Ezra Pound and the Rhetoric of Address

Affirmations: of the modern 3.1 (Autumn 2015): 32-48.




Ezra Pound’s repudiation of “rhetoric” constituted one of the principal strands in early modernism’s attempt to define itself against the literary values of the nineteenth century. For Pound, Victorianism represented a culture of “the opalescent word, the rhetorical tradition”; in “A Retrospect” (published in 1918), he called famously for a “harder and saner” poetry, one freed from the previous century’s “rhetorical din, and luxurious riot,” “austere, direct, free from emotional slither.” Yet even as he argued for this “harder and saner” poetry Pound also discerned a dimension of poetry precisely as being in excess of directly communicable meaning. When his theorizing took a self-consciously “modern” turn with the poetics of imagism he tended to appeal to the visual as a model for an affective “pattern” capable of curbing the unfocussed expression of emotion he associated with the backwash of Romanticism.[3] It was here that the term “rhetoric” was constantly invoked as the enemy or the other of modernism. The imagist program, with its call for “direct treatment of the ‘thing’,” verbal economy, and rhythms determined by “the sequence of the musical phrase,” was underpinned by both the Kantian criticism of rhetoric as “the art of persuasion, i.e., of deceiving by a beautiful show (ars oratoria)” and by the assumption that rhetoric trafficked in some sort of merely verbal excess.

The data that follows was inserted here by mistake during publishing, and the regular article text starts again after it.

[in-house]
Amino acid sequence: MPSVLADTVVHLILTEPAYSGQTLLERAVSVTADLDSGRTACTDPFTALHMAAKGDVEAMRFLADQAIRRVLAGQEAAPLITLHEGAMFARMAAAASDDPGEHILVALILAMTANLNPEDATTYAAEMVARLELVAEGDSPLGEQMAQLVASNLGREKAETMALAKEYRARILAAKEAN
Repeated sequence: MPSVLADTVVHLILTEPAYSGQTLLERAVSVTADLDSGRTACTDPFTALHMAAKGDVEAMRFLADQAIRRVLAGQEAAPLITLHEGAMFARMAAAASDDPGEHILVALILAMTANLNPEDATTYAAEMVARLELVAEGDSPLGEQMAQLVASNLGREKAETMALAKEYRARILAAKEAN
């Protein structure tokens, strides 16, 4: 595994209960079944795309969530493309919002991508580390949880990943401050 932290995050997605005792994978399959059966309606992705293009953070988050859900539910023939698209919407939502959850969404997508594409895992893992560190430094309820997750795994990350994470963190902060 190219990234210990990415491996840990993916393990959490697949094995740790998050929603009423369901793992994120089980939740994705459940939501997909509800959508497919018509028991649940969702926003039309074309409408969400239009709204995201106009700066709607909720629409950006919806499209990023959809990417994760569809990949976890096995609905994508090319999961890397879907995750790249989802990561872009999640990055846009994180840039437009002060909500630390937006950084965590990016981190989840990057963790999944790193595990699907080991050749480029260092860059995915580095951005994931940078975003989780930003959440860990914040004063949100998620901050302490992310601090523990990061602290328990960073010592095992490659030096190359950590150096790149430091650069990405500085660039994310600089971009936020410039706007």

Read the article.


Peter Nicholls – Professor of English Literature at New York University. He has published widely on twentieth-century writing, with recent works including Modernisms: A Literary Guide (2nd ed. 2008) and George Oppen and the Fate of Modernism (2009). He is especially interested in connections between American and European poetry, and in the political and economic dimensions of literary texts. Nicholls taught previously at the University of Sussex, where he was Professor of English and American Literature and editor of the journal Textual Practice.


Follow Us